Dean of Arts discusses plans to strengthen and modernize the faculty
Over the past decade, the Faculty of Arts has faced serious enrolment decline. The faculty peaked in 2010 with 7,488 undergraduate and graduate students, but had only 5,420 enrolled students by 2016. From 2014 to 2016, the faculty dropped over 1,000 students.
That decline, though, seems to be coming to an end, and as the faculty comes out of free-fall, it is reassessing its situation to find out why that decline happened, how to avoid it happening again, and how to build up their numbers.
Kevin Kee, Dean of the Faculty of Arts, tackled that first issue by laying out several reasons for the decline in enrolment that are far beyond the control of the faculty.
“Number one, the end of the double cohort; number two, fewer students available coming into university at all; number three, the 2008 crash and the kind of generalized anxiety that resulted,” Kee said.
“Everybody’s going through it, we’re going through it, and the only question is, well, who do we become as a result of the heavy lifting and hard thinking that we’re doing in this particular moment?”
Kee recognized that the world has been going through a ‘technophile moment,’ but that many tech giants are coming around to the benefits of a humanities education. Technology needs to understand the human experience, not just coding, Kee said, and the arts provides that element of human understanding that STEM-careers are lacking.
“So yes, there has been a big STEM thing. I think the STEM people themselves are now saying ‘I’m not convinced that’s healthy, we need STEM, we need arts in there,’” Kee said. “Arts needs to be there as well for the sake of creating good people and good products, and ensuring we live in a better world with technology.”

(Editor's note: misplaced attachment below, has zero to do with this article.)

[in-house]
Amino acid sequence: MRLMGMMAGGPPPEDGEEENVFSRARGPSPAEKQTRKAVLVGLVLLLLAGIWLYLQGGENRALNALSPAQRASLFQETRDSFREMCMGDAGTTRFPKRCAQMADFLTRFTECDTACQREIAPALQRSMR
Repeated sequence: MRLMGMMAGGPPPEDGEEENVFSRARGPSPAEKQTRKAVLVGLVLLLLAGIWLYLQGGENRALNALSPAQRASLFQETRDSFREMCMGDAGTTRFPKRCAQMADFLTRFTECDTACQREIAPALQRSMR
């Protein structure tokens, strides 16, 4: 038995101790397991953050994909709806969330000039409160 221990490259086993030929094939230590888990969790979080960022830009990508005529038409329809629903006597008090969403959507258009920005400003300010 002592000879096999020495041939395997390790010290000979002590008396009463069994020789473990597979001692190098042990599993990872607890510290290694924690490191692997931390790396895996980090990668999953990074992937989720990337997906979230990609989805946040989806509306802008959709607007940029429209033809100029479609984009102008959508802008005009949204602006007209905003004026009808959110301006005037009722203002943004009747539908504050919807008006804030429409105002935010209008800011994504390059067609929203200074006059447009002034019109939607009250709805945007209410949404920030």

The core skills of a Bachelor of Arts degree are well-known to those who have gone through it, but seem to go under the radar for people outside the faculty. Kee stated that an arts education teaches critical and analytical thinking skills, creativity, communication skills, and gives students an entrepreneurial edge to their education.
“Everybody needs somebody who can think really critically and can break a problem down, everyone needs someone who can then be creative and come up with a new way of dealing with a challenge, and then everybody needs somebody who can communicate why that answer to the problem is the best way to move forward,” Kee said. “That’s what we do here, I think better than anybody else.”
The Dean pointed to major companies like Uber, Airbnb, and Netflix as the reasons for focusing on foundational skills that can be applied in many ways, like communication and critical thinking skills. These are massively successful companies that didn’t exist five years ago, he pointed out, symbolizing just how quickly the job market is changing.
“We are preparing you for a world that is changing rapidly and we don’t know what jobs are going to exist for you in two or three years, so by focusing on foundational skills, we’re providing you with a kind of tool kit that you’re going to be able to take to whatever emerges,” Kee said.
Even with its faith in those foundational skills, the faculty has recognized the need to innovate and diversify its course offerings, and it’s doing that in a big way. Kee listed three pillars that the Faculty of Arts is adopting as it moves forward—partnering with organizations inside and outside the university, focusing on experiential learning, and connecting to the rich cultural offerings that the National Capital Region can provide.
The Faculty of Arts continues to grow its co-op and internships. The faculty is also partnering with colleges to offer more vocational training. This is already being done in the Department of Communications, where the public relations and digital journalism programs are done jointly with Algonquin and La Cité colleges. As for inter-faculty partnerships, Arts is offering an entrepreneurship option with the Telfer School of Management.